I said sure. It was the lst and last ride I will ever hitchhike with strange men. I found out in the car, that these guys were for same company as mine...except at a different location 3 kms. away from mine. One of them knew one a manager that I worked with nearly daily. We spent the rest of car ride chatting about substance abuse in the construction industry and in trucking. I figured if they wanted to hurt me, I could report to HR immediately on them. (Our company did terminate some people for inappropriate behaviour and also for substance abuse on the job.)

    I was taking a HUGE risk on a (near) thoughtless whim.
    Last edited by shootingstar; 08-24-2009 at 09:21 PM.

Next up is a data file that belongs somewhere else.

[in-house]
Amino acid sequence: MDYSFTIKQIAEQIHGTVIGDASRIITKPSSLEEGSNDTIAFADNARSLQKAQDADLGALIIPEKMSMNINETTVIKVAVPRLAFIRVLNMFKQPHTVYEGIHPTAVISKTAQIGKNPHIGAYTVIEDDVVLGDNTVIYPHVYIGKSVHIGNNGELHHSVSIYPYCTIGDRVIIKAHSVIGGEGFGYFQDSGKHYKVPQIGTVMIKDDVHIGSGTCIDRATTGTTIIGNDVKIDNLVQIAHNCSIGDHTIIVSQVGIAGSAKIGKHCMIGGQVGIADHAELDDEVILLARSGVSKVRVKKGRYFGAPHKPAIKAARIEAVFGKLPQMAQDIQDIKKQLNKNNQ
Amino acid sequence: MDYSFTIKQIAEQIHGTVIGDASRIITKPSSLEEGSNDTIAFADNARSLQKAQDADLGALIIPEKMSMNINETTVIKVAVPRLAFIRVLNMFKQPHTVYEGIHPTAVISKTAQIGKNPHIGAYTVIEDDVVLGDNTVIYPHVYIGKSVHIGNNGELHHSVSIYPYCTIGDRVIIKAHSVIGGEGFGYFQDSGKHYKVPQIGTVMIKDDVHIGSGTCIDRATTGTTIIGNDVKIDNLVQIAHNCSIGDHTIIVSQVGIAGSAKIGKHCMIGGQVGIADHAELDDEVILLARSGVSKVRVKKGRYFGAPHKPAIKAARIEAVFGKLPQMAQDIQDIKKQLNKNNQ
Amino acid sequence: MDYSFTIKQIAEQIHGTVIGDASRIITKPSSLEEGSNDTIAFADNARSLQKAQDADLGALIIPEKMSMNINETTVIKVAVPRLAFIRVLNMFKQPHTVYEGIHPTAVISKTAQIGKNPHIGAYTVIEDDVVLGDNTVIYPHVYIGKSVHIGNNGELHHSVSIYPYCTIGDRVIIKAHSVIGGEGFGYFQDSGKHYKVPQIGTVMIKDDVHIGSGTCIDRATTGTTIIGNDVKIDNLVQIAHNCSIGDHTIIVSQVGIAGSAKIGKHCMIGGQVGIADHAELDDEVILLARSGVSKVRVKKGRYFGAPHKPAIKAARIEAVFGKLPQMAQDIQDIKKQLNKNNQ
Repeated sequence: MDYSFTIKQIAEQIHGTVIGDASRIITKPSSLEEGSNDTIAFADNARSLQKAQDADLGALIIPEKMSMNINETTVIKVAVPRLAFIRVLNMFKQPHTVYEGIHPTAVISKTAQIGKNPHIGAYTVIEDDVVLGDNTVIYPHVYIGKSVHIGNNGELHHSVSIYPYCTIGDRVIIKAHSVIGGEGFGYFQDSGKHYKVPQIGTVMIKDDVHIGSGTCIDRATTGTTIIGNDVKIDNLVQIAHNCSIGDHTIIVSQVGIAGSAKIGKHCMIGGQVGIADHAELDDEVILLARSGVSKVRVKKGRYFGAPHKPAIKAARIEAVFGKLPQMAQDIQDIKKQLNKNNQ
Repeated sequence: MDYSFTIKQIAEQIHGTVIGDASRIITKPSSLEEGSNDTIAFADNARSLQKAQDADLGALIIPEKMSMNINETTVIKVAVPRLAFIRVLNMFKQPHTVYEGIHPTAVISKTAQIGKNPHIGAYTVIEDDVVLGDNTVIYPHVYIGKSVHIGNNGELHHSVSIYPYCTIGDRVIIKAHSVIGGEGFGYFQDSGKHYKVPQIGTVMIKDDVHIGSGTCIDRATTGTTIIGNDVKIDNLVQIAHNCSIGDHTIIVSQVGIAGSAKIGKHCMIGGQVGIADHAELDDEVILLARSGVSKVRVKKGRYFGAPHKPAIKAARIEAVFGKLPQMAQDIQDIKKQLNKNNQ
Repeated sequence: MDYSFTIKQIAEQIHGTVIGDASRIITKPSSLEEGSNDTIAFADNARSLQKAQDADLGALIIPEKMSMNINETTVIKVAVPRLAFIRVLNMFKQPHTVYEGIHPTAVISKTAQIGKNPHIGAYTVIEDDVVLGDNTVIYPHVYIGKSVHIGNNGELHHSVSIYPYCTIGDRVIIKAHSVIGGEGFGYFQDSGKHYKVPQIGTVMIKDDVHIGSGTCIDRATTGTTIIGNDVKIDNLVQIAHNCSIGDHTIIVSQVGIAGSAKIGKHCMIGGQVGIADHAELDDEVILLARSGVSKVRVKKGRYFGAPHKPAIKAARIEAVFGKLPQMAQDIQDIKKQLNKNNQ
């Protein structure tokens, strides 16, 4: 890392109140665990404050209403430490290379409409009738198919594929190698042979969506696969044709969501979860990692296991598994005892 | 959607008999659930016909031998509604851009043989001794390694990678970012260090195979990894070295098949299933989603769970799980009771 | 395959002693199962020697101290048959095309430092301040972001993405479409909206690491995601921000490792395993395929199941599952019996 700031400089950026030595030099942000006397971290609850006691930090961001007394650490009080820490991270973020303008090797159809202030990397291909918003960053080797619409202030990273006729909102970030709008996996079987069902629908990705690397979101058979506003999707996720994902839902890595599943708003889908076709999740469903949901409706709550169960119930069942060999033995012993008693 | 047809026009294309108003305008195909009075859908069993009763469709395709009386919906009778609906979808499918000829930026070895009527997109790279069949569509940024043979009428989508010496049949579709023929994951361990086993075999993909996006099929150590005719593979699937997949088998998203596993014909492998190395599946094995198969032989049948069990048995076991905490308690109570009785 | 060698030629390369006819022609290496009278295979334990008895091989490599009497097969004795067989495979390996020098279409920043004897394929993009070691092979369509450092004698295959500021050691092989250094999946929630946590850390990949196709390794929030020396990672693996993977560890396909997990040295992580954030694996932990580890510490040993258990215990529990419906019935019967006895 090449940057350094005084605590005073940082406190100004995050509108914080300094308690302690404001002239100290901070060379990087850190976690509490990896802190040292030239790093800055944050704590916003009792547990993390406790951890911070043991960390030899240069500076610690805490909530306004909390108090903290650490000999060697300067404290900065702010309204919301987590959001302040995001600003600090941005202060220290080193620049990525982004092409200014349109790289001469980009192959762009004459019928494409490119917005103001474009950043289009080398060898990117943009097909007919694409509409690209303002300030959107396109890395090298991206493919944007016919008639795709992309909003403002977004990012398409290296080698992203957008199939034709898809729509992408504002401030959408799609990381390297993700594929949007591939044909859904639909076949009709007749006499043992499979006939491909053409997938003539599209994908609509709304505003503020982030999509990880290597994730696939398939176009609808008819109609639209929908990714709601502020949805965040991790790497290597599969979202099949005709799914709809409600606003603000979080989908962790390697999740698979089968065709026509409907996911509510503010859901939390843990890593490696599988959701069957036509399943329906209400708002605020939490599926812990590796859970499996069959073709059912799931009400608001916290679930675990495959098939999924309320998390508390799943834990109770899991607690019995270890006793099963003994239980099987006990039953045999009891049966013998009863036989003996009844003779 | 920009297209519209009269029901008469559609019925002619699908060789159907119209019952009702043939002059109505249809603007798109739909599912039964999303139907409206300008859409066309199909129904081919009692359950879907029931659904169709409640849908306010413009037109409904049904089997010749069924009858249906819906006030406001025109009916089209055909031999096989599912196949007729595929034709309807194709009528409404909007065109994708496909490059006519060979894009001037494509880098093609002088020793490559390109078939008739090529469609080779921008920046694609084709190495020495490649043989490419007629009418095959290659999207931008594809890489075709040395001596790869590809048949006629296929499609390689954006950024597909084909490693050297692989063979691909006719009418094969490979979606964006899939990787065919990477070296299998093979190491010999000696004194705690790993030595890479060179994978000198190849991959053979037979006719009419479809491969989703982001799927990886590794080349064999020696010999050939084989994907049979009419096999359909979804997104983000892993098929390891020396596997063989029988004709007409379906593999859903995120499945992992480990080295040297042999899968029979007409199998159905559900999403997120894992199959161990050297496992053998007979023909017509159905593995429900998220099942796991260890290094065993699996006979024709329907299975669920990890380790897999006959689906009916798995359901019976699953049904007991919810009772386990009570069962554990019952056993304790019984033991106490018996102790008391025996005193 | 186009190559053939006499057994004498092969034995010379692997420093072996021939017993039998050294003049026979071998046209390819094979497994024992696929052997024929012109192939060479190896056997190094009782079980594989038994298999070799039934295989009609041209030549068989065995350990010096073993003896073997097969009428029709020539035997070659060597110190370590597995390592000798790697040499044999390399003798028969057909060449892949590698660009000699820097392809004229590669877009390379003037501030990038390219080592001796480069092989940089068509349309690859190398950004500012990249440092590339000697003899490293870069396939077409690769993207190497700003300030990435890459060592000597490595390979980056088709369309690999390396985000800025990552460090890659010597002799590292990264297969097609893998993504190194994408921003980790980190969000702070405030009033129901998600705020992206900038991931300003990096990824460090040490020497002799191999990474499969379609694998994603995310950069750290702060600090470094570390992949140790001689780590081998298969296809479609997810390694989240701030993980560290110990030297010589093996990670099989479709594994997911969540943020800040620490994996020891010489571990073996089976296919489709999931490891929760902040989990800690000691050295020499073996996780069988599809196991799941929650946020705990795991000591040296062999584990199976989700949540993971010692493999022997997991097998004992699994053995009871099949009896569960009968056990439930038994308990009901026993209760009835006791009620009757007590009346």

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  13. #13
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    talk

    I know nowadays women need to be a bit more aware of thier surroundings but...geez ever think that some weird dude might not be all that weird? You ladies in the US can carry guns & pepper spray, why not make them visible when people like this appear? (I'm not advocating using these things but I know they're legal in the US & cyclists carry them on thier bikes.. )

    I would have just toodled off.

  14. #14
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    +1 CC.

    Karen
    ~~~~~~~~~~~~~~~~~~~~~~~~~~
    insidious ungovernable cardboard

  15. #15